What are sororities and fraternities?


Photo courtesy of Frankie Rabas

Jessie Ridle hugs Danielle Loebsack after being welcomed into Alpha Xi Delta.

Zack Dion, News Writer

According to UW Oshkosh Fraternity and Sorority Life Adviser Angie Zemke, contrary to the stereotypes of Greek Life, which include ‘terrible drinking habits and cultures, hazing and disrespect and disregard for women and inclusivity,’ campus fraternities and sororities focus on student success within a safe environment.

Zemke said she does not deny that some Greek organization members may have issues with alcohol, but many programs are in place to prevent Greek events from getting out of hand.

“I think all college students struggle as they start to use alcohol,” Zemke said. “Finding your limits and balancing how often you partake in social life while also adjusting to college homework and schedules is so tough. But, we have education to help them and standards to hold them accountable when they screw up.”

Some UWO fraternity and sorority members are S.A.F.E. trained, which is a UWO program working to spread equality, and are bystander intervention trained to ensure students’ safety at events. UWO has a zero-tolerance policy for any type of activity that could be identified as hazing.

Mariah Heyden, Hannah Brown and Nikki Mohrmann celebrate sorority bid day last fall.
Photo courtesy of Frankie Rabas
Mariah Heyden, Hannah Brown and Nikki Mohrmann celebrate sorority bid day last fall.

Sober monitors also check IDs at the door of greek social events and give out wristbands to those who are of age. Sober monitors are also required to make sure policies are followed and students are acting appropriately. Limits are put on the quantity and types of alcohol provided at events. Transportation must be provided so that students get to and from events safely.

UWO senior Jake Skoien said he thinks it’s expensive to be a part of a fraternity or sorority.

“How I’ve always felt about frats in Division III schools is they’re more of ‘I can’t get any friends, and I’m going to pay to get friends,’” Skoien said.

According to former UWO Interfraternity Council president and Beta Theta Pi member Shane Thomas, fraternity and sorority members pay dues to their Greek organization each semester.

“These dues go to the national organization and to the local organization to pay for chapter operations,” Thomas said. “Members can pay their dues with a payment plan.”

Beta Theta Pi members pay an average of $500 the semester they pledge to join and about $200 to $400 each semester after that.

UWO currently has five sororities (Alpha Xi Delta, Gamma Phi Beta, Gamma Alpha Omega, Zeta Tau Alpha and Sigma Sigma Sigma) and five fraternities (Beta Theta Pi, Delta Sigma Phi, Delta Chi, Sigma Pi and Omega Delta Phi.)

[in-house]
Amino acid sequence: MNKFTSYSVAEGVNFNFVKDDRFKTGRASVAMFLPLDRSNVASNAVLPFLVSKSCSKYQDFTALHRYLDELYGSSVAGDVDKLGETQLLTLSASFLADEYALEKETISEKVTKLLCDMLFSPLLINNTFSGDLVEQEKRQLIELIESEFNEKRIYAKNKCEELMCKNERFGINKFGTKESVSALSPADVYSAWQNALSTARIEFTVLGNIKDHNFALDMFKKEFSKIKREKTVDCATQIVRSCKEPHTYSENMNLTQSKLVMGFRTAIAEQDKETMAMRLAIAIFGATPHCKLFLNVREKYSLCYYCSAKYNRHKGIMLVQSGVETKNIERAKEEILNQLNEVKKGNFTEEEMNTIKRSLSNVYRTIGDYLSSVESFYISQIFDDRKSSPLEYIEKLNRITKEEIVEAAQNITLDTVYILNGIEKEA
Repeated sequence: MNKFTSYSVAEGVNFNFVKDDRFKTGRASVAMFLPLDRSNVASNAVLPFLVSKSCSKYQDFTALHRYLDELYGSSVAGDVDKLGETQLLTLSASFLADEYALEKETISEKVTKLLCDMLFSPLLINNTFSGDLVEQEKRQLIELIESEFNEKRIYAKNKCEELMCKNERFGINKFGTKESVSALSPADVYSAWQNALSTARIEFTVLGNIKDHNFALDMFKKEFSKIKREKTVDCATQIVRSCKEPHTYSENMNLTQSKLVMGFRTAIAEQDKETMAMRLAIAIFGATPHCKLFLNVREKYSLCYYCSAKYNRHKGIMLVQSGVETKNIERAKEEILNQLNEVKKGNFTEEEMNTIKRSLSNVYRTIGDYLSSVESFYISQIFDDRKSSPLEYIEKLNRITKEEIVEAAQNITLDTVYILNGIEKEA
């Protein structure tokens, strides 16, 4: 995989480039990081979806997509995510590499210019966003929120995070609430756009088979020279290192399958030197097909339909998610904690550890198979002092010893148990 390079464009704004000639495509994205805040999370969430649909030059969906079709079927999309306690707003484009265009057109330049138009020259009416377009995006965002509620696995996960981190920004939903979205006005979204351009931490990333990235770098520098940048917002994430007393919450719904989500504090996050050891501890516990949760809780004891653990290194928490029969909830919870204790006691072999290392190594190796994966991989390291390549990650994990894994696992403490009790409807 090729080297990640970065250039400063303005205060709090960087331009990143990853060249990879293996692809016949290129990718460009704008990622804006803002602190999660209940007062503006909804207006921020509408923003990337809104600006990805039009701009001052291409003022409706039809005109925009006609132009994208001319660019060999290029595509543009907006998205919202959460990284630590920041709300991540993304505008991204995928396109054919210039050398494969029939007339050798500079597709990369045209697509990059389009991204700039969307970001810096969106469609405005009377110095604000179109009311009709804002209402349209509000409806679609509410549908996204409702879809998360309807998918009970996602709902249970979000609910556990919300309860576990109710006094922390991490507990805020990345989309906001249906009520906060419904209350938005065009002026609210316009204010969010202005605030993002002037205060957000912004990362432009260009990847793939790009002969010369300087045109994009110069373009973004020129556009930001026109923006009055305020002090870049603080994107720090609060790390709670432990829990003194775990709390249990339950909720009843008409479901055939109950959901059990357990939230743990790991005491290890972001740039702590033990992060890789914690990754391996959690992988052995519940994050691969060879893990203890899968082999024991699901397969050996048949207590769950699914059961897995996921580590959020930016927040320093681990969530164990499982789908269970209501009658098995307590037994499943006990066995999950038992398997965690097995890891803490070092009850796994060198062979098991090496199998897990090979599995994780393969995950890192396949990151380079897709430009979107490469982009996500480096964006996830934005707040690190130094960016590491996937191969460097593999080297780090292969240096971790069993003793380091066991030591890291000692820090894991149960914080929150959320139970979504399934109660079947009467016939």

“On average, the sorority women are probably more organized than [fraternities] are in terms of operations,” Thomas said. “I think, not always, on average, both at Oshkosh and on the national level, women tend to complete more service hours and will sometimes have better grades.”

In order to be a part of a Greek organization, members must maintain at least a 2.5 to 2.7 GPA depending on the organization, complete 10 service hours each semester and two philanthropy hours.

Alex Lomibao, Quinn Bachofen, Rachel Araujo and Shane Thomas hang out on a warm May day.
Photo courtesy of Frankie Rabas
Alex Lomibao, Quinn Bachofen, Rachel Araujo and Shane Thomas hang out on a warm May day.

Apart from these three requirements, UWO fraternities and sororities each have specific requirements for members such as a certain number of academic points (points awarded for high test grades and academic success) and a certain amount of weekly study hours.

UWO senior and Gamma Phi Beta member Mariah Heyden said volunteer hours are calculated based on an honor system.

“I can say I went to the Boys and Girls Club for two hours when I really only went for one,” Heyden said. “Most people don’t do that. It is an honor system … for philanthropy events, everyone knows if you go or not because the whole chapter is there.”

Each Greek organization has its own philanthropic partner which represents the most-valued morals of the organization.

The sorority Gamma Phi Beta is partnered with Girls on the Run, which follows its philanthropy of “building strong girls.” Members of Gamma Phi Beta must complete their philanthropy hours by having “running buddies,” 8 to 13-year-old girls who they run with to promote a healthy lifestyle.

UWO Gamma Phi Beta member Hailey Lawrence said being in a sorority or fraternity isn’t just for four years, it’s for life.

“The people you’ll meet and opportunities you’ll be given will astound you,” Lawrence said. “It was one of the best decisions in my collegiate career.”